21 May 2011

Getting a Grip on Graduation

This time of year means the season of graduation parties is among us.  Every year I am awed by the numbers...of people having them, of pounds of food, of cakes being made, invites being given out...everything.

A few teachers and I were discussing this very phenomenon a couple of days in the lounge during lunch.  One colleague wondered if parents would throw such elaborate shindigs for their child's college graduations.  I have no data to support my hypothesis, but I would venture to answer that question with a 'probably not'. 

Which is rather interesting, I think.  College graduation seems much more monumental than high school, I think, and therefore, worth a larger celebration.  However, for an eighteen-year-old, there is no greater highlight to their lives than graduating from high school.

Thoughts like these lead me to even more pensive ones, like: Is this part of the reason why I fear getting old?  Because we as a society seem to prize and place value on youth?  Now that I've graduated high school, college, am married, had all my babies...what else can I celebrate?  What other milestones are there?

The self-help section of the bookstore tells me: Life.  I'm supposed to find peace at this time of my life, and stability because I'm getting mature and wise.  I'm supposed to worry less about things and more about people, and I'm supposed to become reflective and discover who I am on the inside.  I know that it's not about getting what I want, it's wanting what I've got.  I'm supposed to remember the idea of perspective and that things could be worse.  There are a lot of books, magazine articles, websites, blogs, etc. that remind us that we don't need to envy the younger set...which makes me wonder why we're trying so hard to convince ourselves.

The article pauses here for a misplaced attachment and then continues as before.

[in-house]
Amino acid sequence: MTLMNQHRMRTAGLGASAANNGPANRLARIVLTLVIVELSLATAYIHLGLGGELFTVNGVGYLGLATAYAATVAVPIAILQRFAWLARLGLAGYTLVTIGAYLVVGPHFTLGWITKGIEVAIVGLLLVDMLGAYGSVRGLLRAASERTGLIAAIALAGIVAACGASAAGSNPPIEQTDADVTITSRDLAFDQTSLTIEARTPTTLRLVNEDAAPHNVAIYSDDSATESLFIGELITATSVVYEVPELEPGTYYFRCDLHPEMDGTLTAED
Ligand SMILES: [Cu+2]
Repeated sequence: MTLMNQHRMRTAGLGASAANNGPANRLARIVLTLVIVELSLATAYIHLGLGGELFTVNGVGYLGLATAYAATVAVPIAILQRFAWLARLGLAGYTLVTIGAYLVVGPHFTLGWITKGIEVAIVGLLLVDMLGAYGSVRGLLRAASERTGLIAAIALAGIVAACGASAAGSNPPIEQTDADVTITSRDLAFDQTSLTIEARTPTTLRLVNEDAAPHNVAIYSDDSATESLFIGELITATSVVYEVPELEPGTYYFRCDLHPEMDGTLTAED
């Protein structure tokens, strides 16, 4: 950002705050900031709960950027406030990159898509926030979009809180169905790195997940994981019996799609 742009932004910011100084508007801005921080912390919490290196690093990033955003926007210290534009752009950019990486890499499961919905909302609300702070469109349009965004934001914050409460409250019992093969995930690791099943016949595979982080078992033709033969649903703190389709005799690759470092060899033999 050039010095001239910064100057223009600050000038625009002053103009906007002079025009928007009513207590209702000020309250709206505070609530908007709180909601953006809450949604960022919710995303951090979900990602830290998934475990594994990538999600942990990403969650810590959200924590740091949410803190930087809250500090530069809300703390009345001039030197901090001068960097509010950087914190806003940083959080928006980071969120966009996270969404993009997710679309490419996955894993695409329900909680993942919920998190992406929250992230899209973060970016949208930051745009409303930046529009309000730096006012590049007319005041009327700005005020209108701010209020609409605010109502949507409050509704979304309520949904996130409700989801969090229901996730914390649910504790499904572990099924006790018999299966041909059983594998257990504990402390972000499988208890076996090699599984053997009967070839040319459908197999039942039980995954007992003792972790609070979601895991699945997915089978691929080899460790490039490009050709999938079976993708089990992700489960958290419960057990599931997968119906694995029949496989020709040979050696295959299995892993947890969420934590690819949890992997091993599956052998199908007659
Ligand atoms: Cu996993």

It's a process - I understand.  I do think I'm getting there (to wisdom).  But, I'm straddling that fine line, too, you know?  One foot here, one foot there.  I'm growing, and maturing, yes, but I'm also leaving things behind.  I'm finding it a bit painful.


  1. HD:

    When our youngest grandson graduated from kindergarten he had a graduation party, which included a cap and gown and the Pomp and Circumstance March. We have a framed 10x12 color photograph of him posing and beaming from ear to ear. Will high school graduation later seem somewhat anticlimactic?

  2. Depends on if he'll graduate from elementary school, then middle school.

  3. The parents and kids may also want to celebrate if high school graduation means the kid is leaving the house.

    I don't think there's a need to celebrate a ton later in life. I think the biggest thing is that we need to keep trying new things, exploring, learning, etc. I think new experiences give us a lot of small moments of celebration, a battery recharge that helps us continue our journey along the road of life.

  4. I wonder if the obsession with youth (which I have also noticed) has to do with potential. Looking at a child, it seems that they always have so much potential. Even up into our twenties, the world is our oyster, so to speak, anything is possible for us. When we reach middle age, however, the attitude shifts to the potential of our children, as opposed to ourselves. Being a childless person, I have seen many a friend go through this switch where they have nothing to talk about other than the potential of their children.

    It's sad really. There are really inspirational adults out there showing new potential all the time. But many times they are only given half the accolades of a young person who accomplishes the same feat. I'm not disregarding the wonder of youth, I'm just saying that potential doesn't have to die out when we get older.

    Wow, I guess I'm really passionate about this, lol.